Apple iPhone X's FaceID Technology: What It Could Mean For Civil Liberties

International Business Times

Apple's new facial recognition software to unlock their new iPhone X has raised questions about privacy and the susceptibility of the technology to hacking attacks. Apple's iPhone X is set to go on sale on Nov. 3.

The latest NSA leak is a reminder that your bosses can see your every move

Washington Post

The answer, according to some former NSA analysts, is that the agency routinely monitors many of its employees' computer activity. It is a $200 million-a-year industry, according to a study last year by 451 Research, a technology research firm, and is estimated to be worth $500 million by 2020. Employee monitoring recently came to light in a high-profile lawsuit involving Uber and Waymo, the self-driving car company owned by Google's parent firm, Alphabet. Privacy advocates have been pushing for years to have Congress review various communications privacy laws in light of updates to technology.

Pew Research Center: Internet, Science and Tech on the Future of Free Speech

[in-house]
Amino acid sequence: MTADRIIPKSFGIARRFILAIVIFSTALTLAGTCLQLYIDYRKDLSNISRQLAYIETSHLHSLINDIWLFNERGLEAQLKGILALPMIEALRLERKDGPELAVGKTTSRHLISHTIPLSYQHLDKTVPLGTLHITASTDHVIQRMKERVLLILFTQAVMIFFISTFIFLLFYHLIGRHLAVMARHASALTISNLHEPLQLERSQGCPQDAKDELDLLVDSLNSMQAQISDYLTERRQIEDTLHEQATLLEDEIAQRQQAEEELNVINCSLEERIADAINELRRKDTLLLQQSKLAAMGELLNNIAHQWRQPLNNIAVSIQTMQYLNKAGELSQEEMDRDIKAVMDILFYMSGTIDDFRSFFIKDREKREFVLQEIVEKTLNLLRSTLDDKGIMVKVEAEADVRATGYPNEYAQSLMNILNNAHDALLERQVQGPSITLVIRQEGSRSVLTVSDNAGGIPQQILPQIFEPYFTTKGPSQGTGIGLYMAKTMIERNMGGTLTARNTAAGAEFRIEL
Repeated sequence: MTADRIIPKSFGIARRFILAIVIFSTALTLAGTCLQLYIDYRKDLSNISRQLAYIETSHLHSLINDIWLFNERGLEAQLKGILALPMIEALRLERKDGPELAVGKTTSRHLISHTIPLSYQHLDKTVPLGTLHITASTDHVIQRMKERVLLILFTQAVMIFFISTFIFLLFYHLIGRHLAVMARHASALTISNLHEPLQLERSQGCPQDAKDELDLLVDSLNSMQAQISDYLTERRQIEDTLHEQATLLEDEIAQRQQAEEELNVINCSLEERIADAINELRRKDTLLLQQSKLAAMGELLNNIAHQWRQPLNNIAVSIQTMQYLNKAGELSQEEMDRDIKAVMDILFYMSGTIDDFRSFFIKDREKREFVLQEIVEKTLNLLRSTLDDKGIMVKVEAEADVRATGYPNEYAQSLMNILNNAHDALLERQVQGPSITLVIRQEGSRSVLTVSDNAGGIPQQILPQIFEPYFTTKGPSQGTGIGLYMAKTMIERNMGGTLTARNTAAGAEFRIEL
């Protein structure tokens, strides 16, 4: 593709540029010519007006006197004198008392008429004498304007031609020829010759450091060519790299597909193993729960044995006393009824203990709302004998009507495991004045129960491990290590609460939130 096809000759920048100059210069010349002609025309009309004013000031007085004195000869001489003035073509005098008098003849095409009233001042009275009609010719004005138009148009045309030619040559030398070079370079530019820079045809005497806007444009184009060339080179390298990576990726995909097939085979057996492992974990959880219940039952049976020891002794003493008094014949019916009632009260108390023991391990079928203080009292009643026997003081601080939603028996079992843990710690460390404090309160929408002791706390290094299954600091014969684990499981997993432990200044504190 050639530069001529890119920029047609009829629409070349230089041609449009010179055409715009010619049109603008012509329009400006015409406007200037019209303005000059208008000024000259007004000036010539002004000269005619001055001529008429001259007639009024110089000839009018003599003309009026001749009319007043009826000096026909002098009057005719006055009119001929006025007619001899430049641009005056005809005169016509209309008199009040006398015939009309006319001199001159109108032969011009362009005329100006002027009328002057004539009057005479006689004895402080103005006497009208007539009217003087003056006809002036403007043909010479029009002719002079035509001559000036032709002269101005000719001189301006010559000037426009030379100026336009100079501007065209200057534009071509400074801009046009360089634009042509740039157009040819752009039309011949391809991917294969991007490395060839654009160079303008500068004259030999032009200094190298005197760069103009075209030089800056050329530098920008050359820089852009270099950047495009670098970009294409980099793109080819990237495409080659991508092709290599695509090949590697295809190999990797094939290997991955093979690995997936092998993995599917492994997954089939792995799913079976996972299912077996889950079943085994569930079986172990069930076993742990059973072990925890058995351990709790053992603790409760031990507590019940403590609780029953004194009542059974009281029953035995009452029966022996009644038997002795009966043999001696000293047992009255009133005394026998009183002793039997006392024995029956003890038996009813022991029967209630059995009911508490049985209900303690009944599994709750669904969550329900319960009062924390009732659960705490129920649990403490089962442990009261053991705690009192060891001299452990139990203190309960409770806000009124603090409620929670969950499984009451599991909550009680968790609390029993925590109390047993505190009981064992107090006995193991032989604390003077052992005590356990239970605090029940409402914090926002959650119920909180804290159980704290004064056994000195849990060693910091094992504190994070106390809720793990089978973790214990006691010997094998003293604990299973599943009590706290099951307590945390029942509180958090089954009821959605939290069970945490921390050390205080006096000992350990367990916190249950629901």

They believe: Technical and human solutions will arise as the online world splinters into segmented, controlled social zones with the help of artificial intelligence (AI). They predict more online platforms will require clear identification of participants; some expect that online reputation systems will be widely used in the future. She said, "Until we have a mechanism users trust with their unique online identities, online communication will be increasingly shaped by negative activities, with users increasingly forced to engage in avoidance behaviors to dodge trolls and harassment. Public discourse forums will increasingly use artificial intelligence, machine learning, and wisdom-of-crowds reputation-management techniques to help keep dialog civil.

Nowhere to hide

BBC News

And Russian app FindFace lets you match a photograph you've taken of someone to their social media profile on the country's popular social media platform Vkontakte. Carl Gohringer, founder and director at Allevate, a facial recognition firm that works with law enforcement, intelligence and government agencies, says: "The amount of media - such as videos and photos - available to us as individuals, organisations and businesses, and to intelligence and law enforcement agencies, is staggering. But Ruth Boardman, data privacy specialist at international law firm Bird & Bird, says individual rights still vary from one EU state to another. And the automation of security vetting decisions based on facial recognition tech raises serious privacy issues.